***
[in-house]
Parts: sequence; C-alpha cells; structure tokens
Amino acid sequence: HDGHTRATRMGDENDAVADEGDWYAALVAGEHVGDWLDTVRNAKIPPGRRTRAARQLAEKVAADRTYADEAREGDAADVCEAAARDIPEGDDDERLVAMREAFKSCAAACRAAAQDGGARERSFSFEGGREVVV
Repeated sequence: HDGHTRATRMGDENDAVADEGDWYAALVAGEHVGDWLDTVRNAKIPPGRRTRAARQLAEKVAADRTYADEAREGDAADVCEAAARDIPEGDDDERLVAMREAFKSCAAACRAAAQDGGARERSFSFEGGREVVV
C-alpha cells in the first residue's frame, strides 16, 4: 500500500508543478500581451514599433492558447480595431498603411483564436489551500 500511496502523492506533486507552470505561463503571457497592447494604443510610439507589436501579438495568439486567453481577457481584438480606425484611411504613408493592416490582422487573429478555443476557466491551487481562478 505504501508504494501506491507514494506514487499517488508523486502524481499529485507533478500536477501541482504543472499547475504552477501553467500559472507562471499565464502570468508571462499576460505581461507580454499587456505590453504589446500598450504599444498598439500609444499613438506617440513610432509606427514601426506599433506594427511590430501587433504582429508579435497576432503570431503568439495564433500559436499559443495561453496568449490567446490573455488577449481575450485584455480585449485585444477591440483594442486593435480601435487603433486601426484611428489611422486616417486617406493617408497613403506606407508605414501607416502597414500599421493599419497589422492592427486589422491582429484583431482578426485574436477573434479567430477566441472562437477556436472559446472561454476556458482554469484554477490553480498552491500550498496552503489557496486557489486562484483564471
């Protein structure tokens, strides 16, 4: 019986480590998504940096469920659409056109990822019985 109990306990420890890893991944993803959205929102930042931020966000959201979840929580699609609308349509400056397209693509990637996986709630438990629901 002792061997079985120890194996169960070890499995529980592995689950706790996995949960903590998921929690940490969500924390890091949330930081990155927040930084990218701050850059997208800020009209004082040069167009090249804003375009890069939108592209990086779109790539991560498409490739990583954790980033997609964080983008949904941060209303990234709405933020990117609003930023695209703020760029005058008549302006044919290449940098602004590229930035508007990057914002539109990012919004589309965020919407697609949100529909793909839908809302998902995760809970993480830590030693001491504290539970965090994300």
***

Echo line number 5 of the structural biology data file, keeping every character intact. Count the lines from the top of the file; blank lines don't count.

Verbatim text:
C-alpha cells in the first residue's frame, strides 16, 4: 500500500508543478500581451514599433492558447480595431498603411483564436489551500 500511496502523492506533486507552470505561463503571457497592447494604443510610439507589436501579438495568439486567453481577457481584438480606425484611411504613408493592416490582422487573429478555443476557466491551487481562478 505504501508504494501506491507514494506514487499517488508523486502524481499529485507533478500536477501541482504543472499547475504552477501553467500559472507562471499565464502570468508571462499576460505581461507580454499587456505590453504589446500598450504599444498598439500609444499613438506617440513610432509606427514601426506599433506594427511590430501587433504582429508579435497576432503570431503568439495564433500559436499559443495561453496568449490567446490573455488577449481575450485584455480585449485585444477591440483594442486593435480601435487603433486601426484611428489611422486616417486617406493617408497613403506606407508605414501607416502597414500599421493599419497589422492592427486589422491582429484583431482578426485574436477573434479567430477566441472562437477556436472559446472561454476556458482554469484554477490553480498552491500550498496552503489557496486557489486562484483564471